It started with his curiosity about the addictive power of computer games. Poh Yeang Cherng, director of Kingmaker Consultancy – a company which specialises in media literacy and cyber wellness- experiments with the games himself, going as deep as possible “without falling off the edge”. He is also one of the pioneers of the cyber wellness movement in Singapore that started around 2000.
He has three children, aged 10, eight and two. During the interview, the two elder daughters busied themselves with making konnyaku jelly; while their little brother, among other cute antics, played with his “yellu car”. Not once, did any turn on the television nor seek a handphone or the like.
Parental Mediation and Provision of Alternatives
Yeang Cherng takes reference from the American Academy of Pediatrics’ recommendation of no screen time below two years old. He adjusts it based on his own experience in counseling and observation of the individual child’s tendencies. He also applies restrictions on media use early but gradually relaxes it as the child learns self-control and responsibility.
A complementary and often more effective intervention is active mediation, where parents go through the activity with their children, explaining the implications. The parent can also just watch the media alongside the child – what is known as co-viewing – but special note must be taken to not inadvertently convey that negative values and behaviour are overlooked.
It is also important to provide alternatives. Yeang Cherng ensures that his children read well and enjoy other healthy activities such as play-acting before he exposes them to the computer. With good habits and hobbies established, children will not have difficulty tearing themselves away from the engaging digital worlds.
Guiding the Child on Social Media and Digital Media
Noting the “race for the children’s minds”, he does not leave it to the school nor peers to teach his children how to use social media. So before they reach Primary One, he began coaching his children on how to engage a social media platform, surrounding them with a positive online community as best as he could.
Yeang Cherng describes the two ends of a range of approaches: one espousing the need for exposure for media literacy; and the other, more conservative and wary of the dangers. The right approach depends on the child and the circumstances.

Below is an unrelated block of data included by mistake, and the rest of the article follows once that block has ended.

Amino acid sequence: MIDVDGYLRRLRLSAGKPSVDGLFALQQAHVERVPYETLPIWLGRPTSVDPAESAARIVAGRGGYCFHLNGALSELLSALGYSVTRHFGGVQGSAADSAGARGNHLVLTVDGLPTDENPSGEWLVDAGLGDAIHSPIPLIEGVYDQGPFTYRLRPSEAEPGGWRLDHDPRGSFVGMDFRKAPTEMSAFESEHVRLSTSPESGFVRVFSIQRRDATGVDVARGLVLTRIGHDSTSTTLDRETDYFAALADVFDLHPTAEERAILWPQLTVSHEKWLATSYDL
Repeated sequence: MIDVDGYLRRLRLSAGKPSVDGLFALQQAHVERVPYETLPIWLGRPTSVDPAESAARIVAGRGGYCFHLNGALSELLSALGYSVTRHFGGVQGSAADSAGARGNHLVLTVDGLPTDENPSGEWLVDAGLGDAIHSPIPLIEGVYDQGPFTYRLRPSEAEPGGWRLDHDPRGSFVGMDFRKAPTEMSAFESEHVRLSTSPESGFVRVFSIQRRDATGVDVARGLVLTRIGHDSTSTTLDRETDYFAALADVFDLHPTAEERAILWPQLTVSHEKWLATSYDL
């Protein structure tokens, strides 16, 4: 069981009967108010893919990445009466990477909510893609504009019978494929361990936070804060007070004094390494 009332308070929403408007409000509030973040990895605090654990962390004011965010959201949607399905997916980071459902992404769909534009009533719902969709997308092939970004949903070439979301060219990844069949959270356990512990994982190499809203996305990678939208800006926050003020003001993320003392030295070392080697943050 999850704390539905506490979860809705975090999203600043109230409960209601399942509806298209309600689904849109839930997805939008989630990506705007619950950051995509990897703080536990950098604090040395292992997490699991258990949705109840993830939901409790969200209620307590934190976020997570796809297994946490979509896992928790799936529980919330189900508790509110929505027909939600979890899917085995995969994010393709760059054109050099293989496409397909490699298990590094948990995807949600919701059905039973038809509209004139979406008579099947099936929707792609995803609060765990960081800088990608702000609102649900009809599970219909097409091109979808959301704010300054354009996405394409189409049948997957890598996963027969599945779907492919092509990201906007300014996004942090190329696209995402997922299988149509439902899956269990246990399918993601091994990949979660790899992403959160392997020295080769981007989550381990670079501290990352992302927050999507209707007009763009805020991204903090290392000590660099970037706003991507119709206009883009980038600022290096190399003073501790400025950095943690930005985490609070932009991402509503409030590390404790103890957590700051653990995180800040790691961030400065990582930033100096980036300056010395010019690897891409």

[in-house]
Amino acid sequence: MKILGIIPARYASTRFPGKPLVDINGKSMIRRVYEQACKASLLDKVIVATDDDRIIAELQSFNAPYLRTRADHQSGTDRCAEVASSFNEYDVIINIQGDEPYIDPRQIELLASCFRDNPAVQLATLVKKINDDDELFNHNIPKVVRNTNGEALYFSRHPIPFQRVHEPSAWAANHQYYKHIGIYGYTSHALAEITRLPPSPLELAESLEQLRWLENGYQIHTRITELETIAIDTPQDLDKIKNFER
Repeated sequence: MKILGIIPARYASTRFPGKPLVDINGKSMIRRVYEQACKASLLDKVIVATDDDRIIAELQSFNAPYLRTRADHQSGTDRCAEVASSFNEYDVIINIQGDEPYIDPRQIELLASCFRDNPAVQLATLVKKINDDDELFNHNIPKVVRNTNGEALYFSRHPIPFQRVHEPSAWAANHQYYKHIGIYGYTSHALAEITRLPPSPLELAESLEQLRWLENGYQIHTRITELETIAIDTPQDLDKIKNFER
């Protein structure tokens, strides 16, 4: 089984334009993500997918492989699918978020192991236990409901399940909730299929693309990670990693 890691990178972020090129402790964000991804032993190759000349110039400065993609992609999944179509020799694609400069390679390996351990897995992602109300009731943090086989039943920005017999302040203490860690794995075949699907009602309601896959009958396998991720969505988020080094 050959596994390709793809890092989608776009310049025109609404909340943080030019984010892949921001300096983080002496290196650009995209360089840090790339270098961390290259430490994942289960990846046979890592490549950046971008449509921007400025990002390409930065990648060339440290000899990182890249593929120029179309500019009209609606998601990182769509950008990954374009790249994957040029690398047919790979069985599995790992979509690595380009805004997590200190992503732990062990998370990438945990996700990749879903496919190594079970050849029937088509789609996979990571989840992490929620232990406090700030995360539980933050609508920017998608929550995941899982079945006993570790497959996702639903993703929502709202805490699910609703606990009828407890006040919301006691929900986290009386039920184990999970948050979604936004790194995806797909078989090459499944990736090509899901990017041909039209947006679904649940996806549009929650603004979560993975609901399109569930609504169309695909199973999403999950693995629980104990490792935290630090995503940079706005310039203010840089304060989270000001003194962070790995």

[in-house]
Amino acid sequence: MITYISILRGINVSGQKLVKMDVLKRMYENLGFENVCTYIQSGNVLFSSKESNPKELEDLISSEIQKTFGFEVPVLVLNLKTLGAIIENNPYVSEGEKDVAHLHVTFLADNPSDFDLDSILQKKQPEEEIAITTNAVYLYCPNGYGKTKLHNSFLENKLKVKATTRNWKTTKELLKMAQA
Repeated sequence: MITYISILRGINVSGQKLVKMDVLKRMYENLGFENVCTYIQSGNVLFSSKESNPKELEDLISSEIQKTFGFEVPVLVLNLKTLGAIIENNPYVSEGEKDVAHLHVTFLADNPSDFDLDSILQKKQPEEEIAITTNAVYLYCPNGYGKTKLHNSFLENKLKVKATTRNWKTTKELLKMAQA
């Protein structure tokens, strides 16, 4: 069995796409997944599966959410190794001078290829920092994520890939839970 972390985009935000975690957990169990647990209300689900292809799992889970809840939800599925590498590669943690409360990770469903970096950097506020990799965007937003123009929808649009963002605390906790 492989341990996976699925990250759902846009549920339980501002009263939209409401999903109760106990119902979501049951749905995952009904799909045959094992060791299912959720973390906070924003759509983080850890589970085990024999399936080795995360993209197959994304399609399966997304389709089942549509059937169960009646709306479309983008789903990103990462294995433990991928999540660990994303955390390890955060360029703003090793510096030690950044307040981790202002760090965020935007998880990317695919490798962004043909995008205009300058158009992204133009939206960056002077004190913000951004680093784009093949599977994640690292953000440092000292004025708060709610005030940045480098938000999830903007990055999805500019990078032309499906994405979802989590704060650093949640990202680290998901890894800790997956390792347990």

Even in one family like his, he adopts different stances. The elder daughter, being more compliant, could be encouraged to explore more; while the younger daughter who tries to break loose more, might need closer supervision. He highlights that if the parent does not know the context and blindly applies someone else’s rule, the results can be disastrous.
The Father’s Special Role
Through his many workshops, he has found that about 65% of the classes are made up of mums and only 35% dads. Yeang Cherng notes that mothers are usually more involved than fathers but mums cannot replace dads.
When dealing with teenage boys in particular, mums may not be able to cope. Fathers are not just stronger but they are in a better position to exercise authority. It is also important for the parents to ensure consistency and agreement between themselves.
Being Aware of Subtle Manipulation
More awareness and education is still needed for parents, children and teachers. A sizeable group among the parents in their 40s are not as conversant in the new digital technologies, and even among the parents that embrace the technology, some are not aware of the inherent subtle manipulation.
“When I choose a game, I look at the content and mechanics…how they are going to condition the child,” Yeang Cherng says. Unlike Angry Birds, where one can get bored but just as easily pick up the game again at another time, Massively Multiplayer Online Role-Playing Games (MMORPG) are designed to make it harder to give up as you play more. At the start, it is easy to become powerful, and at levels where players are likely give up, something new opens up.
For example, in Maple Story, the player only gets out of the main island beyond level 10. Also, as the character becomes more powerful with investment of time and energy, walking away from it seems too much of a waste. “Why ever build a virtual presence that is so compelling?” Yeang Cherng wonders.
Games also induce spending. Many of these games require multi-tasking, so after a while, it can get painful to use time to achieve a certain objective and money comes in –players buy what they want to advance themselves in the game. Even educational games deserve closer scrutiny for advertising and behavioural conditioning.
Furthermore, while educational games have a lot of potential, the current outworking has been patchy. Yeang Cherng recounts how the model answers to his daughter’s online assignment were wrong!
Messages on cyber wellness are mixed and parents as well as teachers need to discern not just the message but the messenger’s motivations. For example, a game developer would be more likely to focus on the positive aspects of games as compared to a counselor. Active mediation remains the key. Yeang Cherng advises, “Anything can be used to teach a child – even a bad game. The point is to process it with the child.”
Postscript: Yeang Cherng regularly shares updates on media issues for children on Kingmaker Consultancy’s Facebook page.
About the Author: The Dads for Life Resource Team comprises local content writers and experts, including psychologists, counsellors, educators and social service professionals, dedicated to developing useful resources for dads.
First published on 21-02-2012